on ‘boys will be boys’ and the like.

We received an invitation for a brainstorm day a while back and part of the email included a piece about kids not being welcome because they can kill concentration. They totally do. Hands down. Work days with kids are double work days, for sure. (We don’t all have childcare though, so it is a barrier, but that’s a point for another day). It was framed as boy children being hard to manage, which really irked me. So I drafted a response, but forgot to edit and send it off. And since it’s been so long and I don’t know the sender personally, I thought using this as a writing exercise to be better equipped to verbalize these things on the spot later is more appropriate anyways.
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« About the kids piece, I need to share a point, just because I spend a lot of time thinking about this. I know that statements like « we have too many boys to keep it sane » really mean « we have too many toddlers/preschoolers to keep things under control, » but I feel that the popular stereotype that boys are more rambuctuous and harder to manage is not only false but also damaging to both boys and girls. To boys because it fits into the « boys will be boys » narrative that says it’s okay and ‘natural’ for boy children to wreck things and to be less respectful (which unfortunately doesn’t stop in toddlerhood, but is an expectation society has of boys and men). And damaging to girls because the underlying assumption here is that girls are « easier » to raise because they’re more docile, obedient, quiet; which is really problematic if we’re hoping to have strong outspoken women in positions of power and girls expecting (and negotiating) egalitarian partnerships as they grow up. I realize being nit-picky about language can be grating and seem uptight but I think that inviting children to be and to experience a whole wide range of emotions and behaviours, regardless of their sex and gender is our best tool for curbing gender inequality, for getting both men and women to take a stand against violence against women, and a surefire way to create a culture of consent good and early in the next generations. Hearing adults say that they act/behave a certain way because they’re boys or girls (whether or not the shoe fits), impacts their self-perceptions and, I’m convinced, spirals into self-fulfilling prophecies. Children are also the strictest gender polices once they crack the code of adults’ gender rules, which further reinforces a sub-optimal status quo. If we use more inclusive language, we all win. »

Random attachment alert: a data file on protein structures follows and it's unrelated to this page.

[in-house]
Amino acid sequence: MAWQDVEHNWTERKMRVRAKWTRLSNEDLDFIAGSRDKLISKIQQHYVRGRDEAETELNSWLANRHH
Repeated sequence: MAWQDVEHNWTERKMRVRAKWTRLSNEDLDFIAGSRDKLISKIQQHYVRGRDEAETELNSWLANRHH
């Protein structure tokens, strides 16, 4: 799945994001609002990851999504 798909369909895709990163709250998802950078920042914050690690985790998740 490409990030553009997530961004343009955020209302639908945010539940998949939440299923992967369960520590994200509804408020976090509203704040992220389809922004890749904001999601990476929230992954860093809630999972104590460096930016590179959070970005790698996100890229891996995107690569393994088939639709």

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(The revolution will start with language.)
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And on that note, I had some really fruitful conversations with our friend D this summer about how one can shift a culture, about what makes people start thinking, talking and behaving differently. I had been feeling weighed down by having to bring up gender issues, women’s issues, LGBTQ issues, children’s rights issues ALL THE TIME. You get called uptight a lot for shit like that. But in our conversations it clicked : we are conscious and particular about how we communicate, about the words we use and the words we teach because it effects the way we think, the way we classify information and what we think (/what we communicate) is important.
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My favourite example :  despite the fact that kiddo can tell (and will tell) if a (fully clothed) visitor has a penis or a vagina, he refers to people not as women or men but as people or children. He knows that there are biological males and females out there, he just doesn’t think (or hasn’t been encouraged to think) it’s the most salient characteristic about them. De quoi je suis bien fière.
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(Also, any pointers on how to talk about issues non-confrontationally when it’s something that folks just don’t have on their radars would be much appreciated. Because I don’t think I’m there).
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